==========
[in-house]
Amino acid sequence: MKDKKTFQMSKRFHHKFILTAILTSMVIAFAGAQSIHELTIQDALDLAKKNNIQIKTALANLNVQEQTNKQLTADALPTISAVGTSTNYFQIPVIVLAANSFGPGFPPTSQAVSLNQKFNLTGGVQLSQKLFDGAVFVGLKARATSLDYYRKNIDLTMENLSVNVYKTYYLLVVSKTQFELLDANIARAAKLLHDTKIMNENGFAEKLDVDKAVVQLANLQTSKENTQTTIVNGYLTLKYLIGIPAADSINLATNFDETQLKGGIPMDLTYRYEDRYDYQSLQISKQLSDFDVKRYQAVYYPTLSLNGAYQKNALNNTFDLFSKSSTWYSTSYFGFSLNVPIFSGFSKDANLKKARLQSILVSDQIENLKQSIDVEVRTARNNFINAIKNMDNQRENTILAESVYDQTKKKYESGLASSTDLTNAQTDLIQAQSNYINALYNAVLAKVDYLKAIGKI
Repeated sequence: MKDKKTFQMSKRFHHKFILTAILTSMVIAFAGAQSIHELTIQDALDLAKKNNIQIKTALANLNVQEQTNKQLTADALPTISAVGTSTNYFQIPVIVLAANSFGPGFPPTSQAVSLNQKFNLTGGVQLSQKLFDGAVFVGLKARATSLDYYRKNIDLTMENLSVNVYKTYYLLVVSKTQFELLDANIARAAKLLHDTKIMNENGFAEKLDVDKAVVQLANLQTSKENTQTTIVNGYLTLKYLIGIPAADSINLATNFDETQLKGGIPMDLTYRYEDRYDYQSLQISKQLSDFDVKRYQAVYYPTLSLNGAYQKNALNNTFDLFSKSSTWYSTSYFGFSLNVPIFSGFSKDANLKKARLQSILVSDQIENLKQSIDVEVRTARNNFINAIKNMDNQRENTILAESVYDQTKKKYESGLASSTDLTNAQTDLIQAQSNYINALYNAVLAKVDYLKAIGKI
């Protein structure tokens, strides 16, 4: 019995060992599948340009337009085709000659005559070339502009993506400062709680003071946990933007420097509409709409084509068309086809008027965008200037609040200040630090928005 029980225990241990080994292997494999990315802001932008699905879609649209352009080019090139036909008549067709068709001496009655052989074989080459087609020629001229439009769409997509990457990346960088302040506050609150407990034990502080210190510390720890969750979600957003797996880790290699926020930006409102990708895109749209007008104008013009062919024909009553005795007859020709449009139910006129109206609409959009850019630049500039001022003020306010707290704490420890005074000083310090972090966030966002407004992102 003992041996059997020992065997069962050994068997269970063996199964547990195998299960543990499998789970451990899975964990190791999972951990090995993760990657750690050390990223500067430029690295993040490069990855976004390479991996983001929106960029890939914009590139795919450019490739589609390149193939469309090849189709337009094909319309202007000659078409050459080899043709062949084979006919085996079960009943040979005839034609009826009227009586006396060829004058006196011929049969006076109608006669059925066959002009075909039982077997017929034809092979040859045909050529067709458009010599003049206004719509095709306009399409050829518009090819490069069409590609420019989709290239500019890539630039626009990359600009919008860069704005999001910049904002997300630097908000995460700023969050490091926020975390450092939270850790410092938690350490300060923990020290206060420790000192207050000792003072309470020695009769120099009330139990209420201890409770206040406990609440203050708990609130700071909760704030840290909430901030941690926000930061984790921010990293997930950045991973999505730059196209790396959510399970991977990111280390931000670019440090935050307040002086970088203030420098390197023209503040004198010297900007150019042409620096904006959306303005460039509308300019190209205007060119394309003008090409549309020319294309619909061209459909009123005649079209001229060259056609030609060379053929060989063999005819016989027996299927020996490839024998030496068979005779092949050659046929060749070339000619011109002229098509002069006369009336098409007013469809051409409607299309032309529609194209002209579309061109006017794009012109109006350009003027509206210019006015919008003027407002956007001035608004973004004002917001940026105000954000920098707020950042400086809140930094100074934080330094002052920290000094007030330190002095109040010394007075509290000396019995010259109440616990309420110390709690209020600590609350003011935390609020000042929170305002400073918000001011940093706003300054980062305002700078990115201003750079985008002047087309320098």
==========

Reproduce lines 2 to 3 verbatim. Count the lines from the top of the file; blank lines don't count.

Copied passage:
Amino acid sequence: MKDKKTFQMSKRFHHKFILTAILTSMVIAFAGAQSIHELTIQDALDLAKKNNIQIKTALANLNVQEQTNKQLTADALPTISAVGTSTNYFQIPVIVLAANSFGPGFPPTSQAVSLNQKFNLTGGVQLSQKLFDGAVFVGLKARATSLDYYRKNIDLTMENLSVNVYKTYYLLVVSKTQFELLDANIARAAKLLHDTKIMNENGFAEKLDVDKAVVQLANLQTSKENTQTTIVNGYLTLKYLIGIPAADSINLATNFDETQLKGGIPMDLTYRYEDRYDYQSLQISKQLSDFDVKRYQAVYYPTLSLNGAYQKNALNNTFDLFSKSSTWYSTSYFGFSLNVPIFSGFSKDANLKKARLQSILVSDQIENLKQSIDVEVRTARNNFINAIKNMDNQRENTILAESVYDQTKKKYESGLASSTDLTNAQTDLIQAQSNYINALYNAVLAKVDYLKAIGKI
Repeated sequence: MKDKKTFQMSKRFHHKFILTAILTSMVIAFAGAQSIHELTIQDALDLAKKNNIQIKTALANLNVQEQTNKQLTADALPTISAVGTSTNYFQIPVIVLAANSFGPGFPPTSQAVSLNQKFNLTGGVQLSQKLFDGAVFVGLKARATSLDYYRKNIDLTMENLSVNVYKTYYLLVVSKTQFELLDANIARAAKLLHDTKIMNENGFAEKLDVDKAVVQLANLQTSKENTQTTIVNGYLTLKYLIGIPAADSINLATNFDETQLKGGIPMDLTYRYEDRYDYQSLQISKQLSDFDVKRYQAVYYPTLSLNGAYQKNALNNTFDLFSKSSTWYSTSYFGFSLNVPIFSGFSKDANLKKARLQSILVSDQIENLKQSIDVEVRTARNNFINAIKNMDNQRENTILAESVYDQTKKKYESGLASSTDLTNAQTDLIQAQSNYINALYNAVLAKVDYLKAIGKI